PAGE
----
By on April 28, 2021

Rare Rides has featured the predecessor of today’s sedan previously, in a very pearly 1990 V8 Quattro. After Audi spent a few years unsuccessfully trying to sell its first-ever attempt at a flagship full-size sedan, it took the lessons learned from the D1 and developed the D2 A8 and S8.

Today we’ll focus primarily on the A8 foundations that made the S8 possible. Work on the D2 platform began in 1982 when Ferdinand Piech signed a development contract with Aluminum Company of America (you’d probably call it Alcoa). The goal of the agreement was the use of aluminum technology to design a sedan that was lighter than other cars of a similar size class.

The weight saving via lighter metals would make up for the heavy Quattro all-wheel-drive system, which was a given in any flagship Audi. Not eager to repeat the same platform sharing mistake as with the V8 Quattro, the D2 was not an evolution of the steel D1, but rather an entirely new aluminum monocoque platform. Audi dubbed it the ASF, or Audi Space Frame. The Space Frame’s logo was proudly displayed on the lower b-pillars of every A8.

The new A8 was presented at the 1994 Geneva Auto Show and went into production later that year. At the start Audi’s new offering wasn’t quite ready for North American duty: A8 did not arrive in the US until the 1997 model year, and when it did it was more limited in scope than other markets. North American bound A8s were all equipped with Quattro all-wheel drive and (for obvious reasons) a five-speed automatic transmission. While markets outside of North America were offered V6 engines of gasoline and diesel persuasion, all North American A8s were equipped with Audi’s 4.2-liter V8. All North American examples were standard-wheelbase through 1999, but the long-wheelbase arrived for 2000. The L offered five additional inches of rear legroom and meant the lineup was more competitive with offerings from BMW and Mercedes-Benz that came with length. An ultimate version with a 6.0-liter W12 engine was offered from 2001 and was very expensive.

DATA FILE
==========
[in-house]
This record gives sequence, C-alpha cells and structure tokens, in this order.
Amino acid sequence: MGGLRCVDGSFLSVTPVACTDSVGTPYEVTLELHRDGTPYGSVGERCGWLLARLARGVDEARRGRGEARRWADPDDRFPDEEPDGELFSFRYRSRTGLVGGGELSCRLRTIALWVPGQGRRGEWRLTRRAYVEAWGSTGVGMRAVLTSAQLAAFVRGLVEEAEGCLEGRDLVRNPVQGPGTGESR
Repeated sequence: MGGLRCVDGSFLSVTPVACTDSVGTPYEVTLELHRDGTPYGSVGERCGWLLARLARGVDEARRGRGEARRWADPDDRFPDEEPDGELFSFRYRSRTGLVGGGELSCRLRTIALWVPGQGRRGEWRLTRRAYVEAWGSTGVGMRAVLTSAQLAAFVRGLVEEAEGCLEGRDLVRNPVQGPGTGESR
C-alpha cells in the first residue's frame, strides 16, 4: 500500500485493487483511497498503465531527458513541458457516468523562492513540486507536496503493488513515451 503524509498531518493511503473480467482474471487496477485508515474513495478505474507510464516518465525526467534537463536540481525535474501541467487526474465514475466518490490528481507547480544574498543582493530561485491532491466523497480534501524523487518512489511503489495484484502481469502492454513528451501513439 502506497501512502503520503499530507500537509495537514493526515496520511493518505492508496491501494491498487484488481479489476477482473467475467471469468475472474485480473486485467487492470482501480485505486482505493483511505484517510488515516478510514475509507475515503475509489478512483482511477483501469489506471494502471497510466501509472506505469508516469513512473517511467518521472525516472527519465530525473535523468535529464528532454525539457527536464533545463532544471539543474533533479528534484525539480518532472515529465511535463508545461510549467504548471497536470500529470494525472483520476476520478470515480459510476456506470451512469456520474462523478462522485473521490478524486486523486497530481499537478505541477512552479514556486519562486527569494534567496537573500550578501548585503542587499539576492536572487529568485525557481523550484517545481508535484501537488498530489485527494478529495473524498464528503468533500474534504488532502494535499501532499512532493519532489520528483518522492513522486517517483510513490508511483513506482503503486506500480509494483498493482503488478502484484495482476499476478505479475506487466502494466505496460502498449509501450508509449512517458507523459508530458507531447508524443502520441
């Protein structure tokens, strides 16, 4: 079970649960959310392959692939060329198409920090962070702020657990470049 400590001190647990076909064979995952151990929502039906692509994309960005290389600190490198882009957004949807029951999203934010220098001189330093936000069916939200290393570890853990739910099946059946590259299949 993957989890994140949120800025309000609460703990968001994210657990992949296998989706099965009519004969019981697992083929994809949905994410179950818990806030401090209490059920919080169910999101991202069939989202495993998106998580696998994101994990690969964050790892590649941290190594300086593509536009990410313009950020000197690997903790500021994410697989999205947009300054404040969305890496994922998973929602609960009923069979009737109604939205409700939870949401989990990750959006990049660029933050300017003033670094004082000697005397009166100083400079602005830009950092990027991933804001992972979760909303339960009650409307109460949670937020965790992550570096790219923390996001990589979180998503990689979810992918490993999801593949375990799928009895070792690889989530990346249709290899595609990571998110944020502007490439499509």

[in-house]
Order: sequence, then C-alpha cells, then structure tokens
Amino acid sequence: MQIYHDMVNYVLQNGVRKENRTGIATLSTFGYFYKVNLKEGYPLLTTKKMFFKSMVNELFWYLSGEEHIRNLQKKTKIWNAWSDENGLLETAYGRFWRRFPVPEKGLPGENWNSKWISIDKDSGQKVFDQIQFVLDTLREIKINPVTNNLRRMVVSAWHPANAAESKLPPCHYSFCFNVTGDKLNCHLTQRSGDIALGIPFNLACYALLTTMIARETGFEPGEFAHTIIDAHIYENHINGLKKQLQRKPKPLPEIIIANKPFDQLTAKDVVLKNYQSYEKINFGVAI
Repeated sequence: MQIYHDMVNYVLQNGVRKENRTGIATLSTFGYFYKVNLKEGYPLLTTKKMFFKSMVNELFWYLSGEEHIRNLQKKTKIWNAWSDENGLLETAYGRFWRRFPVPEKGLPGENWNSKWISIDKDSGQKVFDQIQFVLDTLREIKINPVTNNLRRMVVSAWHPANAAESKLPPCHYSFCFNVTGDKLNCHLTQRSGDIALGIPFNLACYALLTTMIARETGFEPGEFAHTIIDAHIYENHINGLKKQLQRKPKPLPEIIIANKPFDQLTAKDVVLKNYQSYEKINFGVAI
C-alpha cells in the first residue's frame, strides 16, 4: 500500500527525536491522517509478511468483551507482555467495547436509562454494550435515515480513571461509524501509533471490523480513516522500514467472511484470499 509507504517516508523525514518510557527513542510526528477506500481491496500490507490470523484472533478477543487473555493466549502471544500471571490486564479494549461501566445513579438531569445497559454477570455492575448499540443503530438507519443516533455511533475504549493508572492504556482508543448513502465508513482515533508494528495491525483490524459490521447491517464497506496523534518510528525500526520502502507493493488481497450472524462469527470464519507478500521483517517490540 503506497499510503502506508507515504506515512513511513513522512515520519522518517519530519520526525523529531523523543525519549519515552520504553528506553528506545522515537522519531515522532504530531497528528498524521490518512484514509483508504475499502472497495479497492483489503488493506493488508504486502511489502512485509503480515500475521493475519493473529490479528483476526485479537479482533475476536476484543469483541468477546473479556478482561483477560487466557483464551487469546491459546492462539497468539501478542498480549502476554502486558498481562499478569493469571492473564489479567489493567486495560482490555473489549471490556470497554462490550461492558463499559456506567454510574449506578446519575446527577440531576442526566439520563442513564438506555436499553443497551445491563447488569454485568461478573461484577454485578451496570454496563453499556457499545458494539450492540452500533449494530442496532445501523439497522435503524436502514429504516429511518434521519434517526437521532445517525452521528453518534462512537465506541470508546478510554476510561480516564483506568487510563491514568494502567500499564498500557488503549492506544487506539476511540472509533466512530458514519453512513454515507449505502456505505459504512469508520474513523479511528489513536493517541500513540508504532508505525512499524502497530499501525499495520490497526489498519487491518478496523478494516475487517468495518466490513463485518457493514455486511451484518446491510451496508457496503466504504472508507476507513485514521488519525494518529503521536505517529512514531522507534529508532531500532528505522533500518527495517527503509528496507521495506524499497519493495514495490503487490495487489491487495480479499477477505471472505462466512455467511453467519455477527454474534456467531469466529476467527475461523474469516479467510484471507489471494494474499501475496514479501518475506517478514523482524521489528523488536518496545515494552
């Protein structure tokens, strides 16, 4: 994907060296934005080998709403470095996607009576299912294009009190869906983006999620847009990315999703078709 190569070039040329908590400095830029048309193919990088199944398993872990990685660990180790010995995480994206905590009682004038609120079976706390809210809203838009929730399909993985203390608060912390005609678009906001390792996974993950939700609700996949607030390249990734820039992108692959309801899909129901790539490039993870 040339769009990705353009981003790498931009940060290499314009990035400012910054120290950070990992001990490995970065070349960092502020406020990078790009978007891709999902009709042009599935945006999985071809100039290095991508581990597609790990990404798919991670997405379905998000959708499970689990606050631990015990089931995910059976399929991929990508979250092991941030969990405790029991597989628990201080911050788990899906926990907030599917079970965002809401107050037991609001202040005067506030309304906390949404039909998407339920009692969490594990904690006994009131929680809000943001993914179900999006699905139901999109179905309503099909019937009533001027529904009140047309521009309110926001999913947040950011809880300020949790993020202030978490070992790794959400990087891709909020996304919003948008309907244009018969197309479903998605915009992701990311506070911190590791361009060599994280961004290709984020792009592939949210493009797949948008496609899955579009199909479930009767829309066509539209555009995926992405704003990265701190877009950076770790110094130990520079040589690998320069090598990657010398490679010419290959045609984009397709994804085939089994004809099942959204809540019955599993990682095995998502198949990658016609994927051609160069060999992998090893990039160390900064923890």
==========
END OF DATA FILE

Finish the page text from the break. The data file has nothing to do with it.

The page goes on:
We’ve got the foundations covered, so in Part II we’ll talk about Audi’s transformation of the A8 into a high-performance sports sedan. And I’ll show you the S8 for sale that’s hardly been used.

[Images: Audi]

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29 Comments on “Rare Rides: An Almost New Audi S8 From 2001 (Part I)...”

  • avatar
    SCE to AUX

    “the S8 for sale that’s hardly been used”

    I’m afraid of a new Audi, let alone a 20-year-old hi-po Audi.

  • avatar

    Shocked to not see a mention of Ronin. That movie made this car known to many. Still a chance in part II to movie name drop.

  • avatar

    On the exterior, clean and smooth lines.
    From the inside, it has genuine windows big enough to see out of.
    Whats not to like (except maintenance and repair)?

  • avatar

    2001 was part of the poorest part of my life, but if I could have had just one car, I think this would have been it. (Two years later, I started to get paid much more, but one of these was still way out of the question. I bought a new Acura TSX, one of the very first off the boat.)

    Such a clean and well-proportioned design, and the interior transcends the usual late ’90s plasticfest.

    Now I want to see the listing.

  • avatar

    Interesting tid bit. Despite it being labeled a 5 speed auto, it was impossible to accelerate in 1st gear. Off the line these cars shifted right into 2nd gear. My 17 year old self spent much time trying to manipulate the triptronic manual gear selector to rev up past idle in first gear. Never was able to.